On the “C:” drive of Old Machine –

There are several of options available to you, if your original catalogs and Images are still on the main “c:\” hard drive of your old machine.

Transfer files across the Network

If both machines are still attached to a network, you can easily transfer the catalogs across, but that is going to take time, and chew up various network resources.

Remember, depending on the number of Images you have, your catalog directory could easily reach several gigabytes worth of data,in my case: Catalog: 12.7 GBs & Images: 261 GBs

Remove the old hard drive –

If you remove the hard drive, you have two basic options, but before you begin, backup your files on the old machine in your normal manner.

Install in new computer –

By simply taking the hard drive out of the old machine, and installing it into your new machine, is most certainly the easiest of the options, and also gives you a second HD spindle when dealing with I/O operations in Lightroom.

But before you remove the hard drive, be sure to check the compatibility of data interfaces on your new machine – Can the new machine deal with the older IDE interface?

An example I can give, is my new machines, that is based on the Asus Z87-Pro motherboard, which does not have any IDE connections.

Also keep in mind, that if you connect the old “C:” drive, and it wants to reinitialize for whatever reason, and you have not backed up your data…

External case –

This is another good alternative, and does give you the flexibility to move to different environments with little issue, and also gives you the additional spindle speed during I/O, but is subject to the port speed when you plug-in, assuming that the chipset on the external drive is the faster of the two.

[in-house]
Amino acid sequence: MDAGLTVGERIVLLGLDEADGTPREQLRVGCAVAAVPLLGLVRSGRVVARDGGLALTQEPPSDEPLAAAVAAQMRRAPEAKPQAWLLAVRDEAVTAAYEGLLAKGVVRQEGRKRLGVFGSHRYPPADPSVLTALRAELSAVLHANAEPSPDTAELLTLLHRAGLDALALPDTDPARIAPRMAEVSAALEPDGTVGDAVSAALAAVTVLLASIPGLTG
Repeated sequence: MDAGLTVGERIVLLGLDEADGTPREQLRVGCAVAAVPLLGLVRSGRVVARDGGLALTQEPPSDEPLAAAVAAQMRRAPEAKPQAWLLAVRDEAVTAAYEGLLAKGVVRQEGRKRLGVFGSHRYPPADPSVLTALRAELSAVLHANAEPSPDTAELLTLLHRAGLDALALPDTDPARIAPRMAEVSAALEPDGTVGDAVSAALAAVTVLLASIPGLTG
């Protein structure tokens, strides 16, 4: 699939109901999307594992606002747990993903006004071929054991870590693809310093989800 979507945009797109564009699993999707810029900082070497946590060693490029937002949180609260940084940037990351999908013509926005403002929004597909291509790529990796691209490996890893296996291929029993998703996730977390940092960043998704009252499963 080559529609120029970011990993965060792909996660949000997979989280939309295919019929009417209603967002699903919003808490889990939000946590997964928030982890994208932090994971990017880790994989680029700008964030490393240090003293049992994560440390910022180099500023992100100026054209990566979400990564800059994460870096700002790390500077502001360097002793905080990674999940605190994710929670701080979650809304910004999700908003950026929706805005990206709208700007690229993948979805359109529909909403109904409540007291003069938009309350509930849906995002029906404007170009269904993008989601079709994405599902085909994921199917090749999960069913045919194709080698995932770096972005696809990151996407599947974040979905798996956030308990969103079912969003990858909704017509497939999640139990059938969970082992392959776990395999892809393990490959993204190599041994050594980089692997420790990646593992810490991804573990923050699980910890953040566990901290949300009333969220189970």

Backups

There are three critical areas that need to be transferred to your new machine for it to work in a fashion that you are used to: Images, Catalogs and Preferences.

Images –

Do I really need to say more?

Catalogs –

As mentioned earlier, catalogs can easily reach several gigabytes worth of data, but does all that data need to be transferred to the new computer?

Again Users of Lightroom know, and unless they have change the default settings, the program will prompt you to do backups, which are located in a sub-directory of the main catalog directory.

c:\My.Adobe.Lightroom.Catalog\Backups\

By simply looking into the backup directory, one could easily save time and the amount of data that needs to be transferred, by simply cleaning out old unnecessary files, but this is completely user based.

Just check to see which “Date – Time” named directories really need to be moved.

Preferences –

Since this is most likely a new software install, none of your preferences will be in place, so where are those files located?

Like all other User preferences, they are stored in the operating system’s Users profile directory, that is hidden through the normal interface, that can be easily accessed with a little forethought.

C:\Users\%userprofile%\AppData\Roaming\Adobe\Lightroom

Once you are inside Adobe Lightroom directory, it should be very easy to recognize which directories are most important to you.

In my case I transferred files from these directories onto my new machine:

Adobe\Lightroom\Export Presets
Adobe\Lightroom\Filename Templates
Adobe\Lightroom\Import Presets
Adobe\Lightroom\Keyword Sets
Adobe\Lightroom\Locations
Adobe\Lightroom\Metadata Presets
Adobe\Lightroom\Smart Collection Templates
Adobe\Lightroom\Watermarks

Once installed in the new directories, Lightroom should have no issue accessing the “.lrtemplate” files. (BTW – If you really want to be geeky, you can open up these files in a text editor and play with them to your heart’s content)

Conclusion

When I moved to my new machine, I used a combination of techniques described above.

On my old machine, the Lightroom catalogs and images were already located on an internal secondary SATA hard drive, so I just removed the old hard drive, and installed it into the new machine.

From there, I copied the images and catalogs (approx 275 GBs) to the root directory of my new machine, creating a new backup of the files.

Even across the SATA III bus, this still took several hours, and I could smell hard drive smoke. (just kidding!)

When I got to my preferences, I connected to my old machine across the network and simply copied the files into the associated directories.

From there, I reconnected the Lightroom catalogs to the local main image directory, now located on the root of my main “c:\” drive.

Finally, I rewrote my old robocopy script to include the additional external hard drive, that I added for redundancy in my backup solution.